To sum up: False beliefs don't contaminate your belief pool via the real links in the causal network in reality; they contaminate your belief pool via the associations in your mind.

Comment author: Psychohistorian 03 July 2009 02:16:31AM *  1 point [-]

This is what I meant by epistemology. It's not the bad beliefs causing bad epistemology (with certain exceptions, like some instances of religion, in which people may mess up their epistemology to retain their beliefs), but the bad epistemology causing the beliefs. I picked a bit too extreme an example to illustrate my point, and made note of alternative examples in the original.

If I told the car mechanic, "Actually, the Earth revolves around the Sun, which is one star among billions in one galaxy among billions, and you should believe me because God told me so," and he changes his beliefs accordingly, he's not really any better off than he was. The problem is not his belief, it's his system for validating beliefs.

By contrast, if I actually explained why that statement was true and he said, "Well, duh, of course I was wrong! I really should have looked into that!" then I'd say he never had much of a problem to begin with, other than a lack of curiosity.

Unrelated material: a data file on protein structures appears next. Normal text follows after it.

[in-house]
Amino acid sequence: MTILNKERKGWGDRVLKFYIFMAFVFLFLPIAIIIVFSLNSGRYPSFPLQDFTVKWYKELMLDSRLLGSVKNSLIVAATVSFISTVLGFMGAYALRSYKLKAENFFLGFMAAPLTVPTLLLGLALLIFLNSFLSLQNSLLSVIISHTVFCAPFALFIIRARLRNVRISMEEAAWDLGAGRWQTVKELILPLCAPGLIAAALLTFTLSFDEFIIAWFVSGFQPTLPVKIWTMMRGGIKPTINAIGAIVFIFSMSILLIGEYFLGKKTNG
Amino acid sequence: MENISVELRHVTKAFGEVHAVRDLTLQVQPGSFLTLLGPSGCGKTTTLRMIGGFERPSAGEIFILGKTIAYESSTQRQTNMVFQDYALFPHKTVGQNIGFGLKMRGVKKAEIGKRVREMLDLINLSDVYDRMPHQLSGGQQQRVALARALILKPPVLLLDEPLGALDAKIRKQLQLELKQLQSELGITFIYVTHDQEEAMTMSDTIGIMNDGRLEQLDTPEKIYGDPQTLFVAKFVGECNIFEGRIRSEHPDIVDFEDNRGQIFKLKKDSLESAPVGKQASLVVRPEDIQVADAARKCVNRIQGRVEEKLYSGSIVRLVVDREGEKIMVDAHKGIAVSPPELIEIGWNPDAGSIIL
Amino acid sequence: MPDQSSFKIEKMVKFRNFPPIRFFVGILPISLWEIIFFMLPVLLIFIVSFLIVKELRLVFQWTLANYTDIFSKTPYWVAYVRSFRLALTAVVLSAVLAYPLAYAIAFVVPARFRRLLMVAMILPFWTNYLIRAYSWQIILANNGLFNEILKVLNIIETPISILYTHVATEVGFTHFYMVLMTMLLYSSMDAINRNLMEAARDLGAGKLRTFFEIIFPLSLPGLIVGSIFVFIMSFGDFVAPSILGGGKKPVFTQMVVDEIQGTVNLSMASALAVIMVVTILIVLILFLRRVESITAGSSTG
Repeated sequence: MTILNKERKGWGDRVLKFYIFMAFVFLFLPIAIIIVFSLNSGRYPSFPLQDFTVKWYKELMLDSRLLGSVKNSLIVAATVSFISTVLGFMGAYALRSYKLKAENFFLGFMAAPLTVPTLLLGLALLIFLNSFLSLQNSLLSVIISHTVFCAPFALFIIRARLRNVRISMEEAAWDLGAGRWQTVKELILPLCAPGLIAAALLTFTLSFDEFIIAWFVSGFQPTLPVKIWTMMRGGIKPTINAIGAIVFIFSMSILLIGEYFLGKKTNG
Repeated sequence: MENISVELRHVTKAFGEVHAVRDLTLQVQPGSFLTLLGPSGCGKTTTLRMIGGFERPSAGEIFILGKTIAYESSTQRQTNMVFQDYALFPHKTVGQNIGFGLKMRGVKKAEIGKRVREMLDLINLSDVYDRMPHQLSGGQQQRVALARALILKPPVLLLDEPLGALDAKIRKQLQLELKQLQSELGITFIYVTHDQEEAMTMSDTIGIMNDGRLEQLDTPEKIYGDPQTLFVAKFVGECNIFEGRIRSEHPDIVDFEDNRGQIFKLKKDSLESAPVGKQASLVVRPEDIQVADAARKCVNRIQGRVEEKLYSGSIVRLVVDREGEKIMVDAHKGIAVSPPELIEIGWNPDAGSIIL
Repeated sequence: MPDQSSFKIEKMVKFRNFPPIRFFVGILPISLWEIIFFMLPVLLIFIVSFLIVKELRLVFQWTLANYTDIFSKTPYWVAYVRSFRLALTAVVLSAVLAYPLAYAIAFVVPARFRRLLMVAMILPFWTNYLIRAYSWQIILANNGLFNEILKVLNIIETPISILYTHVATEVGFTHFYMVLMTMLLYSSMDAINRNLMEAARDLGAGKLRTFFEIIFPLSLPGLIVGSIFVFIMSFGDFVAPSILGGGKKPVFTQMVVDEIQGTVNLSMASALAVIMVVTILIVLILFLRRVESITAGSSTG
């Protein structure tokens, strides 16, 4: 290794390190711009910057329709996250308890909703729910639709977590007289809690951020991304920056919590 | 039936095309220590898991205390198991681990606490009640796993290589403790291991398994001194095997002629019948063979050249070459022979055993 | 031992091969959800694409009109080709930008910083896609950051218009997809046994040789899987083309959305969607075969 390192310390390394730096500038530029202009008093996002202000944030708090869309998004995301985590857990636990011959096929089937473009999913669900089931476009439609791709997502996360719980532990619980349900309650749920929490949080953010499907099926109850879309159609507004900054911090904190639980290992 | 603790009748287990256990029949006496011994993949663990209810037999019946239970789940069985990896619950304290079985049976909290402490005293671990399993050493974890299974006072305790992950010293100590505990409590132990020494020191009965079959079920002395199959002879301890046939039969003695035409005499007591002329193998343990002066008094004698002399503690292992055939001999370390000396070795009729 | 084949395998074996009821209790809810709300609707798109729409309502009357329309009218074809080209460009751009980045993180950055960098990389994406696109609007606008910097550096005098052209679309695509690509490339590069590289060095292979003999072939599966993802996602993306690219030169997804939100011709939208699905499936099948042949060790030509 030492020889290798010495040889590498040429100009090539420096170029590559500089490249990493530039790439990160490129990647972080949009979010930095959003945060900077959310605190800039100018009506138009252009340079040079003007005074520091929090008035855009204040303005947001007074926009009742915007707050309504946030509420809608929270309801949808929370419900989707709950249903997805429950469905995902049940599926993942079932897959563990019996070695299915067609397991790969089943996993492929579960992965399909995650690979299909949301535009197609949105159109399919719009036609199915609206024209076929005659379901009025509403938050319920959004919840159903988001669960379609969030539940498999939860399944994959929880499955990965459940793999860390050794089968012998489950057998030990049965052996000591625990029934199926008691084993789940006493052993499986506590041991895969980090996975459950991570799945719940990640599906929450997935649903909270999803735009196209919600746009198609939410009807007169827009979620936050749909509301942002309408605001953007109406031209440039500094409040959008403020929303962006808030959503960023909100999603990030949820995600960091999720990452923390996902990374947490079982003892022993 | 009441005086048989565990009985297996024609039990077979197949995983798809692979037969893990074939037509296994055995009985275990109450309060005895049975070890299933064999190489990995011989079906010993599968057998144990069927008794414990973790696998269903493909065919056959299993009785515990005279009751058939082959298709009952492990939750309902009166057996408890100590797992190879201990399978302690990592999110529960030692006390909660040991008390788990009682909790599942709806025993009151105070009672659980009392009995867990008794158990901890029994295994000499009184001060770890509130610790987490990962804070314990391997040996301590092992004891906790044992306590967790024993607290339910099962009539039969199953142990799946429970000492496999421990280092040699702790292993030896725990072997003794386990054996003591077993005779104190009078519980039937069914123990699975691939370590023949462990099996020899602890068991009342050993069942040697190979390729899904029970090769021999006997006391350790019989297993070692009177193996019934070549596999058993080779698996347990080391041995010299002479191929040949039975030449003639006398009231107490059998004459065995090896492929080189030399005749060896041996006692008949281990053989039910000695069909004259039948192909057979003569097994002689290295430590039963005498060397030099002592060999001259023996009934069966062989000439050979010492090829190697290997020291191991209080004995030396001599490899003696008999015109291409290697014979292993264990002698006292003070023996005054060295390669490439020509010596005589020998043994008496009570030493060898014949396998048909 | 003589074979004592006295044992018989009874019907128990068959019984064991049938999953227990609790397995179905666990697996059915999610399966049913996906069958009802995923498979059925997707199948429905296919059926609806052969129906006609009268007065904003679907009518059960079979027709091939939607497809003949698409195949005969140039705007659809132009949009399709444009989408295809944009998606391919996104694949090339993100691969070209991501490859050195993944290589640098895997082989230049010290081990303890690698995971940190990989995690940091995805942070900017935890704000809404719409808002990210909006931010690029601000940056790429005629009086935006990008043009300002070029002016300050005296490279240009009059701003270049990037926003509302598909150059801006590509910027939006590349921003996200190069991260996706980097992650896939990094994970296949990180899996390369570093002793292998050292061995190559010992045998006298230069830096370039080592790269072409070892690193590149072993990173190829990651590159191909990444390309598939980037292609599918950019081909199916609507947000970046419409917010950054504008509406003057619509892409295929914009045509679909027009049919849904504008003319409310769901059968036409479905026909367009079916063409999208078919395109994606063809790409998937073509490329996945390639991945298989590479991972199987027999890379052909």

Comment author: MineCanary 03 July 2009 03:51:16AM 0 points [-]

I'm not sure what the relationship between metaphors propagating in someone's thinking and the causal entanglement of the universe is.

I'd argue that people profit from having different ways to look at the world--even though it shares a common structure, this isn't always locally noticeable or important, and certainly things can look different at different scales. I'm equally unsure that it matters whether or not you see an object that is fractal for the scales of relevance to you and assume it is truly fractal or just a repeating pattern on a few scales.

I agree with Psychohistorian that it's more important that the mechanic be willing to abandon his belief with greater knowledge of the physics of the universe. But even then, facility with fractal thinking may still offer benefits.

That is: The associations in your mind are put to constant test when it comes to encountering the real world. Certainly long-term, serious misconceptions--liking seeing God in everything and missing insights into natural truth--can be quite a thing to overcome and can stifle certain important lines of thought. But for any beliefs you get from reading inadequately informed science journalism--well, the ways of thinking your mind's going to be contaminated with are those that are prevalent in our culture, so you probably encounter them anyway. They're also things that seem plausible to you, given your background, so you again probably already think in these terms, or the interconnectedness with all the other observations of life you've had is too small to distinguish between two alternate explanations--the false one you've just read and the real truth, which is "out there" still. And if scientific results were really so obvious from what we already know about the universe, research would be a lot less important--rather, it is because scientific findings can offer counter-intuitive results, ways of thinking that we DON'T find useful or essential in everyday life, that we find them so intriguing.